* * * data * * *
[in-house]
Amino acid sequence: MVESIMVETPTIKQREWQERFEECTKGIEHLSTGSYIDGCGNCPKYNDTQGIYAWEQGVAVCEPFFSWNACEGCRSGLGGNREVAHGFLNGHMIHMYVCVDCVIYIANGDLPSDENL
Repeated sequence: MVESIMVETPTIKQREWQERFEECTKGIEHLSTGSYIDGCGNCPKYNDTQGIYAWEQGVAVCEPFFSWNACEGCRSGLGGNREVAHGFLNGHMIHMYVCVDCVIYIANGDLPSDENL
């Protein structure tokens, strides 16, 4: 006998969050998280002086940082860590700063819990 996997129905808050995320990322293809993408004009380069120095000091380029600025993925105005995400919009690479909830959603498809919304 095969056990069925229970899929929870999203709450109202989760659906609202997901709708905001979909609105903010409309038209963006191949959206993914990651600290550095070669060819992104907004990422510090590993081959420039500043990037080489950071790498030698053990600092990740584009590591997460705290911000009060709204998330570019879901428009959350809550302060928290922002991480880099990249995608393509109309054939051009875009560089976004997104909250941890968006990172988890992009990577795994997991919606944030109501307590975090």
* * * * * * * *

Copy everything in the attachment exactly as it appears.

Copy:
[in-house]
Amino acid sequence: MVESIMVETPTIKQREWQERFEECTKGIEHLSTGSYIDGCGNCPKYNDTQGIYAWEQGVAVCEPFFSWNACEGCRSGLGGNREVAHGFLNGHMIHMYVCVDCVIYIANGDLPSDENL
Repeated sequence: MVESIMVETPTIKQREWQERFEECTKGIEHLSTGSYIDGCGNCPKYNDTQGIYAWEQGVAVCEPFFSWNACEGCRSGLGGNREVAHGFLNGHMIHMYVCVDCVIYIANGDLPSDENL
């Protein structure tokens, strides 16, 4: 006998969050998280002086940082860590700063819990 996997129905808050995320990322293809993408004009380069120095000091380029600025993925105005995400919009690479909830959603498809919304 095969056990069925229970899929929870999203709450109202989760659906609202997901709708905001979909609105903010409309038209963006191949959206993914990651600290550095070669060819992104907004990422510090590993081959420039500043990037080489950071790498030698053990600092990740584009590591997460705290911000009060709204998330570019879901428009959350809550302060928290922002991480880099990249995608393509109309054939051009875009560089976004997104909250941890968006990172988890992009990577795994997991919606944030109501307590975090």